Notes: Aims: The purposes of this study were to quantify the effects of severe irritable bowel syndrome on quality of life and economic functioning, and to assess the impact of hypnotherapy on these features. Methods: A validated quality of life questionnaire including questions on symptoms, employment and health seeking behaviour was administered to 25 patients treated with hypnotherapy (aged 25–55 years; four male) and to 25 control irritable bowel syndrome patients of comparable severity (aged 21–58 years; two male). Visual analogue scales were used and scores derived to assess the patients' symptoms and satisfaction with each aspect of life. Results: Patients treated with hypnotherapy reported less severe abdominal pain (P 〈 0.0001), bloating (P 〈 0.02). bowel habit (P 〈 0.0001), nausea (P 〈 0.05). flatulence (P 〈 0.05). urinary symptoms (P 〈 0.01), lethargy (P 〈 0.01), backache (P= 0.05) and dyspareunia (P= 0.05) compared with control patients. Quality of life, such as psychic well being (P 〈 0.0001), mood (P 〈 0.001), locus of control (P 〈 0.05), physical well being (P 〈 0.001) and work attitude (P 〈 0.001) were also favourably influenced by hypnotherapy. For those patients in employment, more of the controls were likely to take time off work (79% vs. 32%; p = 0.02) and visit their general practitioner (58% vs. 21%: P = 0.056) than those treated with hypnotherapy. Three of four hypnotherapy patients out of work prior to treatment resumed employment compared with none of the six in the control group. Conclusion: This study has shown that in addition to relieving the symptoms of irritable bowel syndrome, hypnotherapy profoundly improves the patients’quality of life and reduces absenteeism from work. It therefore appears that, despite being relatively expensive to provide, it could well be a good long-term investment.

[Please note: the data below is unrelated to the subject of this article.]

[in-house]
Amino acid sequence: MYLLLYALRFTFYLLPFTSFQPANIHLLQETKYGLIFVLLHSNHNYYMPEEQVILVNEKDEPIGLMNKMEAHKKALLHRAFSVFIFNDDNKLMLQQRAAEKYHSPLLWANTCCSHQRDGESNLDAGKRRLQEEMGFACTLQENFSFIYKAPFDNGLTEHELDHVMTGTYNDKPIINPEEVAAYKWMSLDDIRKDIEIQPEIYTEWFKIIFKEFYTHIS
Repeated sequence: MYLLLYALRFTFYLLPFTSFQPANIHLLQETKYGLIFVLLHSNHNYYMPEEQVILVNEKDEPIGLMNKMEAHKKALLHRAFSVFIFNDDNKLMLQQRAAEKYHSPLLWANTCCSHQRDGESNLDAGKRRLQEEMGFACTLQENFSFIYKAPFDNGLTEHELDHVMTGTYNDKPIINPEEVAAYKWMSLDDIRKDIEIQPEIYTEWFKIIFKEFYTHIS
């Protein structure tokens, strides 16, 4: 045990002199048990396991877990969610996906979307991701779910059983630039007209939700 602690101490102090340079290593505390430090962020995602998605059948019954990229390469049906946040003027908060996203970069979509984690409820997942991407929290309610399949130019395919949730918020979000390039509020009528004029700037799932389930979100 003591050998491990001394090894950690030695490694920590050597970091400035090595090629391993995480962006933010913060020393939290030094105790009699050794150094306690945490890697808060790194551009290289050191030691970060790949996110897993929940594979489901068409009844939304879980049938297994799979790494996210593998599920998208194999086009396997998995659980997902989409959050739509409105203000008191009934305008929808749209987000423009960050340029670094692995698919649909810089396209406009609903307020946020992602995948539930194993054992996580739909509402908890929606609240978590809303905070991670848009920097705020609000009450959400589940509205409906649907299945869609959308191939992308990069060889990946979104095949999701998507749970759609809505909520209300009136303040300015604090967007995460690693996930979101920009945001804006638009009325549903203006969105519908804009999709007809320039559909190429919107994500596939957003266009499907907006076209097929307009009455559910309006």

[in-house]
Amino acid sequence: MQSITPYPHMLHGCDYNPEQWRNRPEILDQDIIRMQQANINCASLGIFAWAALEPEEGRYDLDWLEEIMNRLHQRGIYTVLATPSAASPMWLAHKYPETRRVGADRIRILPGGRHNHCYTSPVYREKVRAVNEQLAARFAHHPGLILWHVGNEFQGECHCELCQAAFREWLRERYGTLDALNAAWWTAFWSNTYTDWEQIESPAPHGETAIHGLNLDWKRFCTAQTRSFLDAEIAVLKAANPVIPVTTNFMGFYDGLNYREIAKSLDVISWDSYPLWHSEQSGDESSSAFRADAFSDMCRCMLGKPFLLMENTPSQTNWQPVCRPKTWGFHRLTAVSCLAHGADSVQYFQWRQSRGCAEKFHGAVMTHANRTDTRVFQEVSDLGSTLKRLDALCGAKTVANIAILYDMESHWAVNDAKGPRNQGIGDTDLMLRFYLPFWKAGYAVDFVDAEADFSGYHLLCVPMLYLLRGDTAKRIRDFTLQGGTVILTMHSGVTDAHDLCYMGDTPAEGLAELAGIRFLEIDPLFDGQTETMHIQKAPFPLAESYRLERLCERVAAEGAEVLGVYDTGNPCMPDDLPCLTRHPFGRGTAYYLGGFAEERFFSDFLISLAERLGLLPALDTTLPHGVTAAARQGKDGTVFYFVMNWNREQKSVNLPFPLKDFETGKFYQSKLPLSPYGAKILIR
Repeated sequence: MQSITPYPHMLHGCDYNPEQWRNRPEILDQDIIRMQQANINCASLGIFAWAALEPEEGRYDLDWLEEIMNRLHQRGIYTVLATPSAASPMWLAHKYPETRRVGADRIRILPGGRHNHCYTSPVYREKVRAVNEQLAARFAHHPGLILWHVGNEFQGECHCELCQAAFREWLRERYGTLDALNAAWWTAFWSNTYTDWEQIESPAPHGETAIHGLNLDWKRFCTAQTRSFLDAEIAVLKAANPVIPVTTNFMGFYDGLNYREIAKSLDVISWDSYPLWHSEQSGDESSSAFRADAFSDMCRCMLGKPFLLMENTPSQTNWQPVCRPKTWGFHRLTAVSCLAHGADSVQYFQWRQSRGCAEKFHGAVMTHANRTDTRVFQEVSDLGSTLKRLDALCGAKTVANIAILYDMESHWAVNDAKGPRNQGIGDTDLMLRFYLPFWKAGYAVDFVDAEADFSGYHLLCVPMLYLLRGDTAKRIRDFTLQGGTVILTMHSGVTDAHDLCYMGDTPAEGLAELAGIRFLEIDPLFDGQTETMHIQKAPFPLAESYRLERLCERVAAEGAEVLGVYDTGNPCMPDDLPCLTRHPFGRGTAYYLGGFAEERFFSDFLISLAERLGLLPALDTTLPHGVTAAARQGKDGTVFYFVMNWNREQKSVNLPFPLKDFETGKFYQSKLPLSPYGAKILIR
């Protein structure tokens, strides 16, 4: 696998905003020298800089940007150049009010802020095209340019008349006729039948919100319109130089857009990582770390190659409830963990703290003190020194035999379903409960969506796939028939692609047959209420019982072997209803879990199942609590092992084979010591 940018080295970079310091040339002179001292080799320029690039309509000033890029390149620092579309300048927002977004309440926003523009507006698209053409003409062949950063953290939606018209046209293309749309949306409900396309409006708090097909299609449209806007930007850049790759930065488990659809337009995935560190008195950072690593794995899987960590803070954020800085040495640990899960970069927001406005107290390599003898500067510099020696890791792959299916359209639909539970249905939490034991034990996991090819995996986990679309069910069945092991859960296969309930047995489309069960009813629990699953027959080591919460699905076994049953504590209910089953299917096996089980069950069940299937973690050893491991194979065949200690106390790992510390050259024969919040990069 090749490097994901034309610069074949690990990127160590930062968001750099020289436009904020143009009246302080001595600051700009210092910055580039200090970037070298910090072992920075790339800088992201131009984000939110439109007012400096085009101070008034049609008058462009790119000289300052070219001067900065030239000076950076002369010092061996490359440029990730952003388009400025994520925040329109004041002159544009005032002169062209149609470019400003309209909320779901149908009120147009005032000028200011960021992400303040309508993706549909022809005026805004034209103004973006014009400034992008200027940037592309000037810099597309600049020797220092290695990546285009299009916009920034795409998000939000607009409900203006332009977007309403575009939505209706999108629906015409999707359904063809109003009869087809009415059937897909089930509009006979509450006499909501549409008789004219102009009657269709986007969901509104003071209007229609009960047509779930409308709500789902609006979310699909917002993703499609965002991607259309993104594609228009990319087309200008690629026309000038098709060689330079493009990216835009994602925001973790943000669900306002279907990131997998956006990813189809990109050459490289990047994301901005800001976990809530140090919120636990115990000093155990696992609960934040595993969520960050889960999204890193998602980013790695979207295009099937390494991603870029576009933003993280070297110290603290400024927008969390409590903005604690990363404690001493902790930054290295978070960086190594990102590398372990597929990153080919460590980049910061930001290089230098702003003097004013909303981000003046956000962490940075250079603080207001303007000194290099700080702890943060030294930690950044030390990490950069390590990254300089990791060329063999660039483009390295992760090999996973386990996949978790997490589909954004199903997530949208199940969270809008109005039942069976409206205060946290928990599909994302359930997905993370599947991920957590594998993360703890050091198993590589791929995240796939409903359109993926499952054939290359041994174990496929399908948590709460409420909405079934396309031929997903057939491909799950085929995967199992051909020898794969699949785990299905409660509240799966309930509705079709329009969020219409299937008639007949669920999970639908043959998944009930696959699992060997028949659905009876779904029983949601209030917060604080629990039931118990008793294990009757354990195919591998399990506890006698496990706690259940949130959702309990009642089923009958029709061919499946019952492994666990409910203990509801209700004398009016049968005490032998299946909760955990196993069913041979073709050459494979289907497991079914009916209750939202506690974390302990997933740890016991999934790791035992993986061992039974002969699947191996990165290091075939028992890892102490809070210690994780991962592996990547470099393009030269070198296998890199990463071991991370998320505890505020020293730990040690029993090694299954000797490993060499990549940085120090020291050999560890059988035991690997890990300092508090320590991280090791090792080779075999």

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  • 9
    ISSN: 1365-2036
    Source: Blackwell Publishing Journal Backfiles 1879-2005
    Topics: Medicine
    Notes: A double-blind crossover trial of the α2 agonist lidamidine hydrochloride in 72 patients with irritable bowel syndrome is reported. Lidamidine was found to have no significant effect on frequency and severity of abdominal pain or abdominal bloating. It did cause a statistically significant reduction in frequency of defaecation (P= 0.005), but this was of a degree unlikely to be of clinical importance. Although α2 agonists inhibit gastrointestinal motility in animals this study suggests that lidamidine hydrochloride does not have a useful therapeutic role in irritable bowel syndrome.
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  • 10
    ISSN: 1365-2036
    Source: Blackwell Publishing Journal Backfiles 1879-2005
    Topics: Medicine